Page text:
Memorable Manitobans: Margaret Newton (1887-1971)
Born at Montreal, Quebec on 20 April 1887, daughter of John Newton and Elizabeth MacFarlane Brown, she attended Macdonald College in Montreal where she studied Agriculture. She was one of the first two women to receive a degree in Agriculture in Canada. She was the first woman to join the Quebec Society for the Protection of Plants. In 1919 she received a Master’s degree in science, also from Macdonald College.
She began postgraduate work with grain rust, and did her doctoral research at the University of Saskatchewan, receiving a PhD from the University of Minnesota. In 1922 she was the first woman in Canada to achieve a PhD in Agriculture. While still a doctoral student in plant pathology, she discovered that there was more than one strain of wheat rust. Her experiments advanced scientific knowledge of stem rust in wheat which represented a major threat to the Canadian economy. Throughout her long career, much of it spent at Winnipeg’s Dominion Rust Research Laboratory, her meticulous research led to the development of rust-resistant grains. She became an internationally acclaimed scientist and a striking role model for Canadian women in science.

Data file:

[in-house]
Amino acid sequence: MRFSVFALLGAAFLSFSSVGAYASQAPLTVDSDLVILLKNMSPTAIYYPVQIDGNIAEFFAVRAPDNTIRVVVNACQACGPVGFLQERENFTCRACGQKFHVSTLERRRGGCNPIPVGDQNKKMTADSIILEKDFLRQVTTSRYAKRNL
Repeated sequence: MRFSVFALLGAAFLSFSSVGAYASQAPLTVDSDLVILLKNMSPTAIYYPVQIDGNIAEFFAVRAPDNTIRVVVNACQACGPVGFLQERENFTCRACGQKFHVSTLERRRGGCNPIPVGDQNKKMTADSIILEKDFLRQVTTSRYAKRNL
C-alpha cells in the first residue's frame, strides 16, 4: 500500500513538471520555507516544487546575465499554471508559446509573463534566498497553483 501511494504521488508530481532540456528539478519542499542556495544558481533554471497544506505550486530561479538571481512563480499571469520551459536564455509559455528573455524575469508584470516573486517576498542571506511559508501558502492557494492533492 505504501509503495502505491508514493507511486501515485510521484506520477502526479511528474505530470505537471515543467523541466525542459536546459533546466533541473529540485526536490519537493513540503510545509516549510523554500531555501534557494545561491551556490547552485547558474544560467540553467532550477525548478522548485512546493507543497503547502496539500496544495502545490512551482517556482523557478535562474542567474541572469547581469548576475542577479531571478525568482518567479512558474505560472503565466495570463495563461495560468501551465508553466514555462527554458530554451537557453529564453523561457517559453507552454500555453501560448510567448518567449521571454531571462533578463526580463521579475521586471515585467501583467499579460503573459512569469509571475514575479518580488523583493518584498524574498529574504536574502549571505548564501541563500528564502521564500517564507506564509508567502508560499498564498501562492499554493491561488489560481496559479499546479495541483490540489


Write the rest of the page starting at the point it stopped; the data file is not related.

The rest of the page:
She was elected as a Fellow of the Royal Society of Canada in 1942. In 1948 she received the Flavelle Medal from the Royal Society, the first graduate of an agricultural college to receive that award as well as the first woman. She also received the Outstanding Achievement Award from the University of Minnesota.
She died at Victoria, British Columbia on 6 April 1971. A residence at the University of Victoria is named in her honour. She is a member of the Manitoba Agricultural Hall of Fame.
Death registration, British Columbia Vital Statistics.
This page was prepared by Angela Graham and Gordon Goldsborough.
Page revised: 15 February 2015